Following last week’s unveiling of the Apple new MacBook Pros, a new software startup called Fleetsmith arrives on the scene fresh off a $3.1 million round of funding. And not a moment too soon, stresses the company’s cofounder and CEO, Zack Blum.
There is no shortage of Windows device management pproducts for businesses of practically all sizes. On the other hand, Blum says the current Mac fleet management market is in a bit of disarray, particularly for small and midsized businesses (SMBs).
Evaluating and acquiring commercial Mac management software is the first hurdle. A small business owner or IT generalist hoping to kick the tires on prospective solutions often encounters products that are complex to deploy, configure and secure.
He also described user experiences that are “so unintuitive that the vendors require on-site training” to get their platforms up and running in a satisfactory state. As the former IT director of Wikia, the wiki hosting service, Blum speaks from experience.
Macs were a common site at his previous job. However, the tools to manage and secure them effectively were not at all common. “We were sort of unhappy with the state of computer management,” he said. “Mac admins and IT teams deserve better.”
Sure, there are low-cost open-source tools available, notes Jesse Endahl, who serves as both chief security officer and chief product officer at Fleetsmith. However, having the level of expertise required to harness their full potential is the exception, not the rule, at most small business IT departments. Consequently, he says, many companies “end up not managing their Macs at all.”
Democratizing Mac Fleet Management
Blum and his team created an answer to that problem and named it Fleetsmith. They designed the software-as-a-service (SaaS) offering for small businesses whose collection of Macs numbers 50 machines or more, a “tipping point” where it becomes impractical to inventory and manage with spreadsheets. It’s also as simple to use as G Suite, or as it was formerly and more commonly known, Google Apps.
In fact, Fleetsmith “lets you sign in with Google right out of the box,” said Endahl. Not only is the company’s early customer base “almost unanimously on Google Apps,” the integration lets small businesses import G Suite users with a single click.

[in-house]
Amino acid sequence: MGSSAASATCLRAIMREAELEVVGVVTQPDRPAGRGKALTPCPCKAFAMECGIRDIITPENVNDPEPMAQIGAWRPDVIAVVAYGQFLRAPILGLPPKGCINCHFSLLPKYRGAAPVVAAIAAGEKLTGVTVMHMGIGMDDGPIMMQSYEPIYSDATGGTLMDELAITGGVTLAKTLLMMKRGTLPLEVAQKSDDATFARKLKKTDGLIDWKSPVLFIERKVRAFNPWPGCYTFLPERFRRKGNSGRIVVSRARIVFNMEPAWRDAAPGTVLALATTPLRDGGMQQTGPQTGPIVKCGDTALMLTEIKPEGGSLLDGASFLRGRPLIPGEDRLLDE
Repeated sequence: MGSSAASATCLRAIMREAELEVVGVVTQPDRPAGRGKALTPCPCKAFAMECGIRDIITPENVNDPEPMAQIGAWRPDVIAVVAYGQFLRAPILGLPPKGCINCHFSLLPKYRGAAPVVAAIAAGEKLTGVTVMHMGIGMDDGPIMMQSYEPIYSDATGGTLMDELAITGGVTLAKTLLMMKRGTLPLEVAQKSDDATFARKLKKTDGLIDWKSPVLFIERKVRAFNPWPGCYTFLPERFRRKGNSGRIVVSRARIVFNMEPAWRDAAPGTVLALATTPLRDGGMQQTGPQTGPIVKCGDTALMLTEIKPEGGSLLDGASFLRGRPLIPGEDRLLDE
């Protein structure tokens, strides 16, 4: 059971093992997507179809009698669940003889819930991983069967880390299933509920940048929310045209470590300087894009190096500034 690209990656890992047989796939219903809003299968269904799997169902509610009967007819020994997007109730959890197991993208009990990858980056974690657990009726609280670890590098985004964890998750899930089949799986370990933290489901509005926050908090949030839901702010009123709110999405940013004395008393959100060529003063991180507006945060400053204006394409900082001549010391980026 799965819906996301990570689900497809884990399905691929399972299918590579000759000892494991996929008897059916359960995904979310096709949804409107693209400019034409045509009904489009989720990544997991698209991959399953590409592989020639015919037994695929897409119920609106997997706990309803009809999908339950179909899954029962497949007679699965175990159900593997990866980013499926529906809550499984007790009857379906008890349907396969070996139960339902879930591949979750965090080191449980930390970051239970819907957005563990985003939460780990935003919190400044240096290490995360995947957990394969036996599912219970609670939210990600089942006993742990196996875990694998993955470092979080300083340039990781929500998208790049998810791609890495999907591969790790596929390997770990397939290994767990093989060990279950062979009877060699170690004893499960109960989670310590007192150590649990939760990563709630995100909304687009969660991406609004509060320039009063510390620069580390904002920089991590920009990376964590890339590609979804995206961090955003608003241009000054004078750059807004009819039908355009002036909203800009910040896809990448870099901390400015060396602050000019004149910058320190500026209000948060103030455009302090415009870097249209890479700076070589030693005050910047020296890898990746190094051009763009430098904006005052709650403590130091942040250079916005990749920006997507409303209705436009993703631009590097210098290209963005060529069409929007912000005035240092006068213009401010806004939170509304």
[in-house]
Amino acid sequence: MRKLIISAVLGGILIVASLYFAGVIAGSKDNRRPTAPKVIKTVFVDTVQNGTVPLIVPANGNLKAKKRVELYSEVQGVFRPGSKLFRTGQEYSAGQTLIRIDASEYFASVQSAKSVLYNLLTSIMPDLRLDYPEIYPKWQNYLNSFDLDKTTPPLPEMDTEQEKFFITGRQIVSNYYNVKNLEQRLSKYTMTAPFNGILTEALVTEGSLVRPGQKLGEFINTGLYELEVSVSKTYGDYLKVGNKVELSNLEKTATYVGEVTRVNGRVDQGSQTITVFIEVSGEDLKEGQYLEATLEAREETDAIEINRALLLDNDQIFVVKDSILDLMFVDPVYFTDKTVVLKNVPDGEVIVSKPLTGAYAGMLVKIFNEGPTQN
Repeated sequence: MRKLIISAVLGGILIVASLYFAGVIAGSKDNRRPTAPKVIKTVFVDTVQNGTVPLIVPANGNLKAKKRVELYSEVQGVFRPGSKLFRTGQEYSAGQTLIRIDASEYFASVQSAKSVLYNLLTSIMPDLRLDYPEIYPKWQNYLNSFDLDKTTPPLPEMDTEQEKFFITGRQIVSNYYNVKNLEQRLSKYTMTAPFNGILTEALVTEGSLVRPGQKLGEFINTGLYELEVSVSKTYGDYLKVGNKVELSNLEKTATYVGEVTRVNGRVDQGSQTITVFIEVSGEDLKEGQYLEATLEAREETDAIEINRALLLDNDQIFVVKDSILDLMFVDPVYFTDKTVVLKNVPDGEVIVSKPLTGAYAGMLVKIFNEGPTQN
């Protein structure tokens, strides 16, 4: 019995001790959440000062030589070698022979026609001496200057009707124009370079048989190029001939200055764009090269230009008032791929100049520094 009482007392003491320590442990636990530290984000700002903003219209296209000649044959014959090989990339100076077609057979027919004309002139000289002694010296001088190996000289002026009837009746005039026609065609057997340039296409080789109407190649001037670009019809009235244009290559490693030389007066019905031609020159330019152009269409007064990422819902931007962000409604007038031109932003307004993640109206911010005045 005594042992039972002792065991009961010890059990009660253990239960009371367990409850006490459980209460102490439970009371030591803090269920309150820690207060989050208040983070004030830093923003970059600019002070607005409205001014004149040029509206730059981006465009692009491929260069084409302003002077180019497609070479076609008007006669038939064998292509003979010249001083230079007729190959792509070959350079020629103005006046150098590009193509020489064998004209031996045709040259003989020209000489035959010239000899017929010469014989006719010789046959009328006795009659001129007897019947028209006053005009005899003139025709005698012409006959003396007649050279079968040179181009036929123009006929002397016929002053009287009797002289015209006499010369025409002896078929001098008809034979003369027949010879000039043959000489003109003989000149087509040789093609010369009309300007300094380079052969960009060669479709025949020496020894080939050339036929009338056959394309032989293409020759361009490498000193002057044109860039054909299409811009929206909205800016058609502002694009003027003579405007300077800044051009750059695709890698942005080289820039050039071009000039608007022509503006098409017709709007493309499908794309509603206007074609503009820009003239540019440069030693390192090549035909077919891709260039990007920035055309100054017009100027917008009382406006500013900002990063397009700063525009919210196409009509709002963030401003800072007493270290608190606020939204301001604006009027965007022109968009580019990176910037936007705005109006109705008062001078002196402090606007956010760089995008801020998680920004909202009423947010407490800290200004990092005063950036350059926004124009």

This time-saving feature sets the stage for an intuitive and streamlined centralized device administration experience, starting with a device-approval screen that lists which machines have yet to be brought under management.
Again, with a single click (sensing a theme here?), Fleetsmith sends an email to unmanaged users with simple instructions for installing the platform’s software agent on their Macs. After a quick, automated installation process, SMB IT administrators can start getting their users’ systems under control.
Enforcing Updates, Implementing Security
Continuing Fleetsmith’s obsession with streamlining Mac management, the company helps SMBs ensure that their employees have the proper, updated versions of the apps and software tools they rely on.
Rather than spending countless hours tracking down the latest updates for popular tools like Dropbox, Google Drive, and Slack–and then testing, repackaging installers and deploying the new software to users’ Macs–Fleetsmith takes care of it. The platform automates all that otherwise manual work, said Endahl. “The platform makes absolutely sure that the software gets installed to every machine.”
Similarly, administrators can make sure that employees don’t put off critical updates indefinitely by enforcing updates by a certain deadline. Ensuring that employees aren’t caught unprepared, Fleetsmith offers “ample time and notifications,” assured Endahl.
On the security front, you can use the software to make sure that employees have their firewalls and disk encryption enabled. Further, administrators can create profiles, or templates of sorts, for their various types of users.
Profiles can cover certain departments and roles. For example, companies can specify that employees who have access to human resources data or to a company’s banking information are working on Macs that are completely buttoned up.
Want to confirm that disk encryption has been enabled or that a firewall is keeping bad network traffic at bay? A detailed inventory lets you drill down to a specific Mac and view its status and OS version—or even see if the battery needs replacing.
Fleetsmith is currently in public beta, and its earlier, private beta attracted the likes of companies such as Patreon, Blurb and Signal Sciences. Prices start at $8.25 per device per month paid annually or $10 per month monthly with a 50-device minimum.
Pedro Hernandez is a contributing editor at Small Business Computing. Follow him on Twitter @ecoINSITE.
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